New gun law worries police, business owners - WTOC-TV: Savannah, Beaufort, SC, News, Weather & Sports

New gun law worries police, business owners

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SAVANNAH, GA (WTOC) -

Nationally, it's been called the "guns everywhere" law, but what will Georgia's sweeping gun reform law really mean?

Georgia has a long way to go to the O.K. Corral. And gun rights advocates point out that in some states, like Arizona and Alaska, you don't even need to have a permit to carry a gun.

Under this new law, citizens will still need to pass a criminal background check if they plan to carry a gun, but police can't ask you to show that permit unless you're committing a crime.

"You can't stop them," said Georgia Association of Chiefs of Police President and Garden City Police Chief David Lyons. "You can't ask them. You can't do anything."

Lyons worries officers will get push-back from the public.

"'You let that guy just walk in here with a gun on and you didn't say anything?' No, I can't say anything."

If an officer does ask, and doesn't have probable cause to believe someone toting a gun is committing a crime, there could repercussions.

"I can be sued for unlawful detention," Lyons said.

He also worries that some gun owners might forego the permit process entirely.  

"Why would you go to the trouble of getting a permit if you know law enforcement can't ask you to produce it?"

Lyons is not the only one with concerns.

Savannah Mayor Edna Jackson said city staff is taking a look at a provision in the law that allows permitted gun owners to carry in government buildings, unless those buildings have armed guards.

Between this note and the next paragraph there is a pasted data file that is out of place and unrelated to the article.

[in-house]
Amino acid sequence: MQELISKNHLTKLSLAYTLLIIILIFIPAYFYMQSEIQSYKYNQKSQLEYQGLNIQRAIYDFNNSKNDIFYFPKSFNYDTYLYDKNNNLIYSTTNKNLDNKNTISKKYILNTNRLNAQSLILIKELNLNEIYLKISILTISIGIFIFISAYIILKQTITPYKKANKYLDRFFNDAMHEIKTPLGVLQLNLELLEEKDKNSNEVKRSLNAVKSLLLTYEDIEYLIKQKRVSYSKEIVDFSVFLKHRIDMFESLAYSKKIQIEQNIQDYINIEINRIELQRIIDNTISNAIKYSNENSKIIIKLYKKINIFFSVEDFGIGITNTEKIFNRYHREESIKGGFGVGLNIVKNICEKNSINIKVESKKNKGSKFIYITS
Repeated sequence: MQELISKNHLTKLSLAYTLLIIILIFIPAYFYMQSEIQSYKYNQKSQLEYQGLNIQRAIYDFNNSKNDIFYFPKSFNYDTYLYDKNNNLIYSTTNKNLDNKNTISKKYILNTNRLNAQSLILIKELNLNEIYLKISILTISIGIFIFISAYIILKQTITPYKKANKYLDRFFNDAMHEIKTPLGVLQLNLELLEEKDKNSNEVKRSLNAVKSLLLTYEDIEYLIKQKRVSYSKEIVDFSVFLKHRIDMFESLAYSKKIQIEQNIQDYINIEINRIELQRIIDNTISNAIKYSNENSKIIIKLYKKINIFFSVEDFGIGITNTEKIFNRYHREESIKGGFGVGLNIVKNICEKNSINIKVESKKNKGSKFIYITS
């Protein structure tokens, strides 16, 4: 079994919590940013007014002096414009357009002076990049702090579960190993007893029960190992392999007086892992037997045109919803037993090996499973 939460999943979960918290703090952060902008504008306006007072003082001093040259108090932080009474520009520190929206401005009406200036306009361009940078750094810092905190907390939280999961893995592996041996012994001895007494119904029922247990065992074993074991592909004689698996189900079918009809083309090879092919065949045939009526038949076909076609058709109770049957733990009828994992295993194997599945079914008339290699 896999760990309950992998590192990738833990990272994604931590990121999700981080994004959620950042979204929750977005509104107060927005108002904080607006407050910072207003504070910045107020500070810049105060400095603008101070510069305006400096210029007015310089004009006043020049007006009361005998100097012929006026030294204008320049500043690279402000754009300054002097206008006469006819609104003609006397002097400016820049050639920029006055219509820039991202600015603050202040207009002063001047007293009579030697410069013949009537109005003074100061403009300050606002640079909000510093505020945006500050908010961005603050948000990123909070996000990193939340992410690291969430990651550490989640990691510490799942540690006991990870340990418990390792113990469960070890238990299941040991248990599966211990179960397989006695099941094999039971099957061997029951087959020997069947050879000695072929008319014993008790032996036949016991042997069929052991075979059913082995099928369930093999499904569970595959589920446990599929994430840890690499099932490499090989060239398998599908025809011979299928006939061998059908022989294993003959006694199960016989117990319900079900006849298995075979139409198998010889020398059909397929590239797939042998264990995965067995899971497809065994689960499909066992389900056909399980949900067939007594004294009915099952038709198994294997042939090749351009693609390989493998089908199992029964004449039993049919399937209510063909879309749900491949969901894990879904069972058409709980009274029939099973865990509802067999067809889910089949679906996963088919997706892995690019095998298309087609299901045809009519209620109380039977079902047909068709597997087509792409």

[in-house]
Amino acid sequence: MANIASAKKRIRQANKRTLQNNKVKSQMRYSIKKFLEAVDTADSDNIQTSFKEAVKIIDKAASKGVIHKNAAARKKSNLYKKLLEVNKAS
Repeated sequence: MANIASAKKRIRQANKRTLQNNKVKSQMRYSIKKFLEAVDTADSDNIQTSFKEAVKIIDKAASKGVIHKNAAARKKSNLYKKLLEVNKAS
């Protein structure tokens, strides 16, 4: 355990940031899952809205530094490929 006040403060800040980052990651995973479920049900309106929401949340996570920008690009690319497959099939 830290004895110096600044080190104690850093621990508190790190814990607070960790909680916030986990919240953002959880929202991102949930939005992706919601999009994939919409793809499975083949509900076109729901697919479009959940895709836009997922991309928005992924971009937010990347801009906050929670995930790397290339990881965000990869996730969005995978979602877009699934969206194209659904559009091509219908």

"We are taking a look at how we're handling security in our buildings," said Jackson.

Savannah bar owner Billy Lee has been in the liquor business for 50 years. Right now, he's trying to figure out whether he'll allow guns in his bars once the law takes effect.

Come July 1, bar owners will have to explicitly prohibit carrying in their establishments. Lee supports gun rights, but he said firearms and alcohol don't mix.

"The good people who have permits and things, they'll be more responsible with their guns, but I don't think anyone who owns a business wants to have a shooting gallery in their place of business," said Lee.

Lyons said he understands the argument of gun rights supports.

"Because everybody's carrying a gun, gun violence will go down," Lyons said. "Robberies will go down, carjackings will go down."

But he also sees the other side, the argument that more people carrying guns in more places could make everyone less safe.

"I hope, either one, we don't learn that hard way that it didn't work," he said.

Lyons' main worry is a change to Georgia's Stand Your Ground Law that came with the governor's signature Wednesday. On July 1, a felon, who normally would be charged with a crime if caught carrying a gun won't be charged if the gun was proven to have been used in self-defense.

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